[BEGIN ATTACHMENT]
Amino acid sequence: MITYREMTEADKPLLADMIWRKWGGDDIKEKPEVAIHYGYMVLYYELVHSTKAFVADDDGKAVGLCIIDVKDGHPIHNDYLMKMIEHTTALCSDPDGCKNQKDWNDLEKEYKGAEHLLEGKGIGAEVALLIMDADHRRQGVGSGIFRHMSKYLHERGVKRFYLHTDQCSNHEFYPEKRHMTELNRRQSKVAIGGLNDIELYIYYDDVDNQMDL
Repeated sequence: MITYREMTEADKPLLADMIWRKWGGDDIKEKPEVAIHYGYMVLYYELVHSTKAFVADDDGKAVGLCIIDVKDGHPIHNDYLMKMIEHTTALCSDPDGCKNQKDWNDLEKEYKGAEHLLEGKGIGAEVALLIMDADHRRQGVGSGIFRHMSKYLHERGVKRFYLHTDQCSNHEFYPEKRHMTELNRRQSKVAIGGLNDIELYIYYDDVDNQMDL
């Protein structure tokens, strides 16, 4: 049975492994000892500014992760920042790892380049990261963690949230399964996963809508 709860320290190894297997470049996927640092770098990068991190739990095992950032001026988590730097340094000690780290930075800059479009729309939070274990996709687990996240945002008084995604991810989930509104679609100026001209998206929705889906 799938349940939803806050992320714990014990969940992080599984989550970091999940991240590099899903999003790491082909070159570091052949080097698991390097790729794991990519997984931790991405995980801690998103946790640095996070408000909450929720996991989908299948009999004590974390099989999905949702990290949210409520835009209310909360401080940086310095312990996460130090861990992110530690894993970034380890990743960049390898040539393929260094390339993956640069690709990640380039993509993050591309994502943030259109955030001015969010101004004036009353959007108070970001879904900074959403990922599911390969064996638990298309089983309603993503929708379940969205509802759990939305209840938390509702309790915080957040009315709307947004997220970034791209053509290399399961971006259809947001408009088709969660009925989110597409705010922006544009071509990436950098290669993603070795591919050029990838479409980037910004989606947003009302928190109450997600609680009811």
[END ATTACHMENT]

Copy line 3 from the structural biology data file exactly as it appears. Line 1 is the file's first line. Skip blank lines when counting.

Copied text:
């Protein structure tokens, strides 16, 4: 049975492994000892500014992760920042790892380049990261963690949230399964996963809508 709860320290190894297997470049996927640092770098990068991190739990095992950032001026988590730097340094000690780290930075800059479009729309939070274990996709687990996240945002008084995604991810989930509104679609100026001209998206929705889906 799938349940939803806050992320714990014990969940992080599984989550970091999940991240590099899903999003790491082909070159570091052949080097698991390097790729794991990519997984931790991405995980801690998103946790640095996070408000909450929720996991989908299948009999004590974390099989999905949702990290949210409520835009209310909360401080940086310095312990996460130090861990992110530690894993970034380890990743960049390898040539393929260094390339993956640069690709990640380039993509993050591309994502943030259109955030001015969010101004004036009353959007108070970001879904900074959403990922599911390969064996638990298309089983309603993503929708379940969205509802759990939305209840938390509702309790915080957040009315709307947004997220970034791209053509290399399961971006259809947001408009088709969660009925989110597409705010922006544009071509990436950098290669993603070795591919050029990838479409980037910004989606947003009302928190109450997600609680009811």